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-   -   What I learned in 2010 by Eric Cressey (http://www.catalystathletics.com/forum/showthread.php?t=6099)

Allen Yeh 03-05-2011 10:07 PM

What I learned in 2010 by Eric Cressey
 
http://www.t-nation.com/free_online_...earned_in_2010

One of my favorite authors newest articles.

A few things that might raise the ire of some here but I thought was interesting:
Quote:

1. People Have Really Taken This Barefoot Thing Too Far
...
Go barefoot for single-leg exercises other than lunges. In other words, step-ups and Bulgarian split squats (but not regular split squats) allow us to train the lower leg and foot in a "minimalist" context without destroying the big toe.
...
All in all, barefoot training is something that can be tremendously useful, but like mankind does with practically everything, we overdid it and wound up with too much of a good thing.
Quote:

3. Complete Symmetry is a Myth
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The Cliff's notes version (if there really is one) is that most people are far more efficient at using their right diaphragm. The right diaphragm has direct attachments (more prominently than the left) to the lumbar spine, which pulls the lumbar spine and sacrum into right orientation. The thoracic spine must, as a compensation, rotate left to allow us to face straight ahead. Simultaneously, since the right diaphragm inflates the left lung, one can get a left rib "flair" (and posterior rib hump on the right side).
LL Cool J

If you put a neutral right scapula on a thoracic spine and rib cage that's rotated to the left (internally rotated right ribs), you get a low right shoulder, which equals a short pec minor and a loss of shoulder internal rotation (there's no need for the humerus to internally rotate on the glenoid).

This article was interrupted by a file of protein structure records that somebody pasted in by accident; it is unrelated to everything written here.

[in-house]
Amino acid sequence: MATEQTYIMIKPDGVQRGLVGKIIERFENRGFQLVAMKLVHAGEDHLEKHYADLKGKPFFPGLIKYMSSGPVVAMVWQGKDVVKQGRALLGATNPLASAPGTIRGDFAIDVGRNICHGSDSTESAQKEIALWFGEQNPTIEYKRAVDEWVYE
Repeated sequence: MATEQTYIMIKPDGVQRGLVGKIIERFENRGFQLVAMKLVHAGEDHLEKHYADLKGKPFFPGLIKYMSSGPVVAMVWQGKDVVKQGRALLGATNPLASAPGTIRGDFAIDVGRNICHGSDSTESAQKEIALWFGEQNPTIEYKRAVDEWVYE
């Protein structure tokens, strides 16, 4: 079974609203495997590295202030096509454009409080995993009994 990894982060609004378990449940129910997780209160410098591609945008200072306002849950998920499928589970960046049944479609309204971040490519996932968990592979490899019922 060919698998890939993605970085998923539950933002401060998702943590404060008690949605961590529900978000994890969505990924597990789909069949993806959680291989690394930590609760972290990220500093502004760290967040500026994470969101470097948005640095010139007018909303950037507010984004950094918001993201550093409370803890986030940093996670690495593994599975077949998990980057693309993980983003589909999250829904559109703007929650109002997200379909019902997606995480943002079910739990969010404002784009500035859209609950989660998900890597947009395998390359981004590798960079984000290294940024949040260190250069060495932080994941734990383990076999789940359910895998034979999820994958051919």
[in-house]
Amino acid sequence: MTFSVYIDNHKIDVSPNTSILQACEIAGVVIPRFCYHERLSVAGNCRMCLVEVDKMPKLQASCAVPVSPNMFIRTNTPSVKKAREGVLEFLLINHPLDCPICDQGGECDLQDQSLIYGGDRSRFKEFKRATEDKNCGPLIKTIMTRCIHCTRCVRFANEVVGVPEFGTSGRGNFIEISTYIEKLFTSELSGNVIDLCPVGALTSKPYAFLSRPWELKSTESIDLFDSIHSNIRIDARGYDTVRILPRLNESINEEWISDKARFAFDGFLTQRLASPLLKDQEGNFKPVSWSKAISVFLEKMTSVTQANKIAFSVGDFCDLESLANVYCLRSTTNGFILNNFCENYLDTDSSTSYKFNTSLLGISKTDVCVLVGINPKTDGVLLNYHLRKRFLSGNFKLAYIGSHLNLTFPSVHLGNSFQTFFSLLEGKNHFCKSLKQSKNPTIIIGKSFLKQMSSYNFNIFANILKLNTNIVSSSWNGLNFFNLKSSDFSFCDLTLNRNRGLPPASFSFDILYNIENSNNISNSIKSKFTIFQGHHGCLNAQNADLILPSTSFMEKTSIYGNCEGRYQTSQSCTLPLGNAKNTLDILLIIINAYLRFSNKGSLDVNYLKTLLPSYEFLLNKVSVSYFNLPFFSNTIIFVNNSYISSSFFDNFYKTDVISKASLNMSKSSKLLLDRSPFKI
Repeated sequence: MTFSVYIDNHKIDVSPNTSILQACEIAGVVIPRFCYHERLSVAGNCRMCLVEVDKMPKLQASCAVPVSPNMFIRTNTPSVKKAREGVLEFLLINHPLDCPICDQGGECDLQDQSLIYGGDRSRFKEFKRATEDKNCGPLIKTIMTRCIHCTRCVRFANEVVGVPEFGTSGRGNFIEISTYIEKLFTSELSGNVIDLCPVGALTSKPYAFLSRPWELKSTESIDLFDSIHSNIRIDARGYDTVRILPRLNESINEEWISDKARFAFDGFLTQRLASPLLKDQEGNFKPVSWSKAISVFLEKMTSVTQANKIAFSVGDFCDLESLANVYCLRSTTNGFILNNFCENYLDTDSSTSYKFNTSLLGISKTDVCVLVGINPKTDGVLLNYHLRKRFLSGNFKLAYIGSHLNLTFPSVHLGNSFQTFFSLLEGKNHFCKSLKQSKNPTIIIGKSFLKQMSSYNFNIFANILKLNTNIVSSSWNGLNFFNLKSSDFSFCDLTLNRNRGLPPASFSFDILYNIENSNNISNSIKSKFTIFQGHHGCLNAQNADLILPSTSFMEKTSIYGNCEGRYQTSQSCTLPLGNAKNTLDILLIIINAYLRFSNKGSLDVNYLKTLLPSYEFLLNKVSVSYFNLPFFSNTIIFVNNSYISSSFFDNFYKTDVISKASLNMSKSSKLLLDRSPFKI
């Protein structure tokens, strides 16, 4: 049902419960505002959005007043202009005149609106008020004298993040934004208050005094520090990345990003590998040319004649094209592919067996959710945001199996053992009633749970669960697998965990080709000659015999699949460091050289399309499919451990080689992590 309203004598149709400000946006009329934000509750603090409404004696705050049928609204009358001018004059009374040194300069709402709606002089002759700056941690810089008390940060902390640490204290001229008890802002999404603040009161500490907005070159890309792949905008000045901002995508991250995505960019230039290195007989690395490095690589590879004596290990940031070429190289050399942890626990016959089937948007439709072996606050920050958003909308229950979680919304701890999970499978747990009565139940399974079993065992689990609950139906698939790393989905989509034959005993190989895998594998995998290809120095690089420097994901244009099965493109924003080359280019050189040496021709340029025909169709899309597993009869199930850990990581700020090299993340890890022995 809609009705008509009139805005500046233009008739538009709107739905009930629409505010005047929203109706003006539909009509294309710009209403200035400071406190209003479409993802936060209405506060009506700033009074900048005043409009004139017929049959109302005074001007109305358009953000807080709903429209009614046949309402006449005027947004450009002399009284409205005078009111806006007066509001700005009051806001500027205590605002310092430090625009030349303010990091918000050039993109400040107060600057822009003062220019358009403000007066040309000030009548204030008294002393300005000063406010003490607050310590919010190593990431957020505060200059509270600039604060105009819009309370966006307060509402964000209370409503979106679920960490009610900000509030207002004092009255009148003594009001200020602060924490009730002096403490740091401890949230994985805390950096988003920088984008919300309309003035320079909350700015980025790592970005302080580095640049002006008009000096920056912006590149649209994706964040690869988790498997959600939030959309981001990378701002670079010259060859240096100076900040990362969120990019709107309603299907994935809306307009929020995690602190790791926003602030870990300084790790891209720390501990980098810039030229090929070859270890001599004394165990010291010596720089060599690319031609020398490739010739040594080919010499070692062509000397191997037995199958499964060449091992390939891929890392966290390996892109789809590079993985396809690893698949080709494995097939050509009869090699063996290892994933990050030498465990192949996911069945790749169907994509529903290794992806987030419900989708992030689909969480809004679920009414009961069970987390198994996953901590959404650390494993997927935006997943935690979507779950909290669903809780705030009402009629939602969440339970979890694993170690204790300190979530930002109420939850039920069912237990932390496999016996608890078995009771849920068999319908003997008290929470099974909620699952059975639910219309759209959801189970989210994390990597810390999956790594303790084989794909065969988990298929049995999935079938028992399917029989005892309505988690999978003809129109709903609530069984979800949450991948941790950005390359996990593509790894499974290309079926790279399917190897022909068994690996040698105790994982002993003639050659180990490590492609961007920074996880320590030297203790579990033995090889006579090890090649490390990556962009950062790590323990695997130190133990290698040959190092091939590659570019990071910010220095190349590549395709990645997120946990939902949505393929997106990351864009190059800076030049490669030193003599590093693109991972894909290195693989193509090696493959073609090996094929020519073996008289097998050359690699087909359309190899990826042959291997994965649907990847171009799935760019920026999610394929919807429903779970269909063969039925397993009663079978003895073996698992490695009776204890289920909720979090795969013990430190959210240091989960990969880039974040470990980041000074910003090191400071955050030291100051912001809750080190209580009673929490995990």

Not exactly a shot across the bow but it's more than just CF targeted.
Quote:

8. People Really Don't Understand Work Capacity
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I'd argue that for the more strength/speed oriented athletes, teaching yourself to not get out of breath may enhance the density of your program, but you aren't necessarily enhancing the quality of work.
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Want to stop getting so gassed while playing soccer? Play soccer.

Want to be able to squat a lot of heavy weights in a training session? Start squatting a lot of heavy weights in a training session.

The more non-specific you get, the more likely you are to be enhancing work capacity for a different task than you'd intended.
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